Purpose: To describe and evaluate employee fitness programs at the Marshfield Clinic. Methods: A 16-week program was offered to employees from April-July 2004, and a 12-week program was offered from August-November, 2004. Weekly e-mails included suggestions to increase physical activity and eat a healthy diet. Incentives were offered for meeting program goals. Results: A total of 1129 employees signed up for the first program (approximately 18% of all employees) and 610 for the second program. More than 95% of the participants in both programs were female. The activity program goal was met by 231 (20.5%) participants in the first program and 31 % (n=190) of participants in the second program. There was a significant increase in the percent of people with good or excellent fitness levels from baseline (46.4%, 95%CL=40.5, 52.3) to follow-up (70.7%, 95%CL=65.3, 76.0) in the first program. In the second program, there was a significant association between the number of program goals met and self-report of having increased energy, better weight control, and feeling better overall and about body image. Conclusion: Emphasis in future programs should be placed on increasing employee participation. Program evaluation could be expanded to include health care costs and employee absenteeism.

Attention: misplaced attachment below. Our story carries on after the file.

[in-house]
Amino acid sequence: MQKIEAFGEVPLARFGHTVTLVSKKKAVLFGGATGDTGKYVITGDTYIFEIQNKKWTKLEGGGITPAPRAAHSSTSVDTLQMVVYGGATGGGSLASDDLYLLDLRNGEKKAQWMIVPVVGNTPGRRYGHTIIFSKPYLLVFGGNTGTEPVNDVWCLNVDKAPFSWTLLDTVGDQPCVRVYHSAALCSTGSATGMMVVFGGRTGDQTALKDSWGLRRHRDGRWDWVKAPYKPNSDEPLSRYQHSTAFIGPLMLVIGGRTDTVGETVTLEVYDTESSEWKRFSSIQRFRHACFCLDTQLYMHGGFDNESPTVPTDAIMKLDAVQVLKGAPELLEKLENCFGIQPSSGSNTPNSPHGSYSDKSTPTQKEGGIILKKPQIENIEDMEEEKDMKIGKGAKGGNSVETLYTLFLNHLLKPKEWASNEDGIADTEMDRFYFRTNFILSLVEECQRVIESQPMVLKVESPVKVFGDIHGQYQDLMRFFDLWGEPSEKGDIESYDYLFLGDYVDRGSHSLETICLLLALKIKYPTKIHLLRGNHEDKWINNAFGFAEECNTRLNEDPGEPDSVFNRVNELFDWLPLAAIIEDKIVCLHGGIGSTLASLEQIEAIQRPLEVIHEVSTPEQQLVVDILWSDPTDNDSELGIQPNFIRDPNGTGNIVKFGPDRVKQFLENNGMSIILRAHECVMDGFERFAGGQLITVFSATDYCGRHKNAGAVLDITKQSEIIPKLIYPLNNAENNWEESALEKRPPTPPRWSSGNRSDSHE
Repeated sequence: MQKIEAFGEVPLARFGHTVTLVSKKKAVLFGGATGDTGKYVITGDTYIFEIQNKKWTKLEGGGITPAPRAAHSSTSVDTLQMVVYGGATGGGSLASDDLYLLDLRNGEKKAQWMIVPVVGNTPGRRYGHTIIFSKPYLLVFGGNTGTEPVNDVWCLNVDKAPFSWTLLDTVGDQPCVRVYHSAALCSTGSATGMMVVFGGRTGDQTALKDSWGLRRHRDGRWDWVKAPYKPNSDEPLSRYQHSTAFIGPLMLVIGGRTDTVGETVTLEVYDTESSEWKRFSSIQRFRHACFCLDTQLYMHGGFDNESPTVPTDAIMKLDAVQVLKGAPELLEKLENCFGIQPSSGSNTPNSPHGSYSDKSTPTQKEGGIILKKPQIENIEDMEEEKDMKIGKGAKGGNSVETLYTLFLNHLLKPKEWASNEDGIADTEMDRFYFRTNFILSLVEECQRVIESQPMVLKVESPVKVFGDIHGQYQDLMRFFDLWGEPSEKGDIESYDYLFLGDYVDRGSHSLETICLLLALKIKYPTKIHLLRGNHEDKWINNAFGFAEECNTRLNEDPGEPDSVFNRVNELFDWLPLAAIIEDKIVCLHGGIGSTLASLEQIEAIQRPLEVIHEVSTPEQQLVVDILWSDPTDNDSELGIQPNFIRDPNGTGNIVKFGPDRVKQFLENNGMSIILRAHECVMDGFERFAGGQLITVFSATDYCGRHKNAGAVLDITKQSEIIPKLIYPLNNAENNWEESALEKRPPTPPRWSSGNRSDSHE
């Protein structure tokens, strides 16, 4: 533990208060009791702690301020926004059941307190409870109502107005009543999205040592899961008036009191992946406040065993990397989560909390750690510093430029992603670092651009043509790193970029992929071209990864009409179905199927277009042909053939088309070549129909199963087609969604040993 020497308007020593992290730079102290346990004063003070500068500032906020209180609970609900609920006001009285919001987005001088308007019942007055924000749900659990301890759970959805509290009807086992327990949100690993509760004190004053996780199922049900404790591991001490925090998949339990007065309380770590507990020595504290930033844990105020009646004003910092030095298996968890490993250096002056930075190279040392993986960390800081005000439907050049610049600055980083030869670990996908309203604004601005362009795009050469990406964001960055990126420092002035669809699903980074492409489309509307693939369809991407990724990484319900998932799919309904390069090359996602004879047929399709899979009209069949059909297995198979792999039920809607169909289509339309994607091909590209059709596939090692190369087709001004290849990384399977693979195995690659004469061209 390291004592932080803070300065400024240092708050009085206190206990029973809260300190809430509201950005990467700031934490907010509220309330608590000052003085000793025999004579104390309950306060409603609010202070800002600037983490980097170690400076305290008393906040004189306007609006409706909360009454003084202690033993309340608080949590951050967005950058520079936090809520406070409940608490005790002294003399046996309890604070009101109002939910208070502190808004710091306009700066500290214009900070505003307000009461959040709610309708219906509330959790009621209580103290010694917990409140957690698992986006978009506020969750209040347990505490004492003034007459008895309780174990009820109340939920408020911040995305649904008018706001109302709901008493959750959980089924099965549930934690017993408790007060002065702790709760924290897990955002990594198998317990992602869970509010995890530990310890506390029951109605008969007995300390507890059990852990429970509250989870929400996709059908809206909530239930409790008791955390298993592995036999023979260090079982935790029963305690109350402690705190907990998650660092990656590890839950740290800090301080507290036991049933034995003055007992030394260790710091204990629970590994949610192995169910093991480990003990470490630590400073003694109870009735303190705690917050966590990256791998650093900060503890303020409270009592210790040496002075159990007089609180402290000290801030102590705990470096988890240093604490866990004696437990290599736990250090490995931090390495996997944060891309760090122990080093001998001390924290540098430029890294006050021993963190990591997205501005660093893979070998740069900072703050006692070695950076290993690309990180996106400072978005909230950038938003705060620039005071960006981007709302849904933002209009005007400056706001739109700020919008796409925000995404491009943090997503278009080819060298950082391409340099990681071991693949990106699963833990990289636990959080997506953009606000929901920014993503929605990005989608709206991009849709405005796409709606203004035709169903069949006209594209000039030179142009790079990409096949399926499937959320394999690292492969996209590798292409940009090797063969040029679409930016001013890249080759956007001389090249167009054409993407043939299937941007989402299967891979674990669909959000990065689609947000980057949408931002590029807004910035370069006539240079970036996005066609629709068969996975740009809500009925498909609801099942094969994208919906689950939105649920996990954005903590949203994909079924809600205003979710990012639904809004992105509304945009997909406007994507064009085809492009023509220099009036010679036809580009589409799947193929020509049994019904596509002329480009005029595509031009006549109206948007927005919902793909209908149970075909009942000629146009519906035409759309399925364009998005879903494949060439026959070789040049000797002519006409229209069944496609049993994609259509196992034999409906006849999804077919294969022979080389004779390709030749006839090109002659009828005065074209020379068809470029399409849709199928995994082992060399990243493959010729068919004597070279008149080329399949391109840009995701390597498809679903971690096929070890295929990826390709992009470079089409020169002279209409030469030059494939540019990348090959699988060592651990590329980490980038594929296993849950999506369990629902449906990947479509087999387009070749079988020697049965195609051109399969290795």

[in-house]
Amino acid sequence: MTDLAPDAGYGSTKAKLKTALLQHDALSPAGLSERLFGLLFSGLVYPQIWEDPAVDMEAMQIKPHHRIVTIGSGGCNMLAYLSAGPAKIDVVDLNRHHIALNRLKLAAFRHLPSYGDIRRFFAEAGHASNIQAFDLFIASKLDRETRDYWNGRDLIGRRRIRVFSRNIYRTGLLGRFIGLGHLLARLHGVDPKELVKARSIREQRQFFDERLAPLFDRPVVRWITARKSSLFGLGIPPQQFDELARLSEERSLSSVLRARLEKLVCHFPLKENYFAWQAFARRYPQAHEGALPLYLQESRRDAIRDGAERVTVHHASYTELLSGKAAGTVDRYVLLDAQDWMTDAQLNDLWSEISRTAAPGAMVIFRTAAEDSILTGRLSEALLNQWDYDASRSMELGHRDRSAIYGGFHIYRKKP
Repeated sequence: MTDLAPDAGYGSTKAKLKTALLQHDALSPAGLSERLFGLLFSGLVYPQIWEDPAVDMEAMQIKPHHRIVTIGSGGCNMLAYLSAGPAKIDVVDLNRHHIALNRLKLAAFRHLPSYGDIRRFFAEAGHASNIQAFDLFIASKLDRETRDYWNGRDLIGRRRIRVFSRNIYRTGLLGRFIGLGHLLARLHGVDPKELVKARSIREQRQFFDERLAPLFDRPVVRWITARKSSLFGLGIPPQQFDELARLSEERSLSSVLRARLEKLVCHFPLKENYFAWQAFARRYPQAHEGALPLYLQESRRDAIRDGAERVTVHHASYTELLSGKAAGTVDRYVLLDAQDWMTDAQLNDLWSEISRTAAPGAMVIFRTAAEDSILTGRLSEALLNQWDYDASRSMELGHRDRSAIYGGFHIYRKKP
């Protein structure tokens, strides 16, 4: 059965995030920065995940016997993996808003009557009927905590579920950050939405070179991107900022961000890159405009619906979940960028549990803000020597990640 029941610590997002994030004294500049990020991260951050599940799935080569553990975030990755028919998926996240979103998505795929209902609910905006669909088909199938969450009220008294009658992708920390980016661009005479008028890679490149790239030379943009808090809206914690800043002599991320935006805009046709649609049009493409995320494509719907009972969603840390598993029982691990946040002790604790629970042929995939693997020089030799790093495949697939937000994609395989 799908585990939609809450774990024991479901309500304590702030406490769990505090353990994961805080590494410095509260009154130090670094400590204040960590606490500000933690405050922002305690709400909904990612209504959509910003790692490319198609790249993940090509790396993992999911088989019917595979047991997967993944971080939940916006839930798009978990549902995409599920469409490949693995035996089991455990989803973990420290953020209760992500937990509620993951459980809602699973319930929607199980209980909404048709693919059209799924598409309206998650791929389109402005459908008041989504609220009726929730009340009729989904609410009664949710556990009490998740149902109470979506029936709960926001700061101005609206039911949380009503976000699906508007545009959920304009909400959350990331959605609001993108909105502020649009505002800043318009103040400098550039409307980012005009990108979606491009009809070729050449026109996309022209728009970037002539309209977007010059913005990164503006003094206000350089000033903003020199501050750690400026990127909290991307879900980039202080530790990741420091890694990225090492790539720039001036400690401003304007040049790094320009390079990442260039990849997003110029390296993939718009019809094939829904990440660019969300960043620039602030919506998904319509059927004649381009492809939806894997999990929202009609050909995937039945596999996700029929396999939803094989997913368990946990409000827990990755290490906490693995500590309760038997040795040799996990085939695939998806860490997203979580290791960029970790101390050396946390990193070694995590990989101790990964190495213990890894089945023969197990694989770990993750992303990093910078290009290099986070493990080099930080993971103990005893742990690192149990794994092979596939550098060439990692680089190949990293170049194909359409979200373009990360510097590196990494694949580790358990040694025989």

|Original language||English (US)|
|Number of pages||5|
|Journal||Wisconsin medical journal|
|State||Published - Dec 1 2005|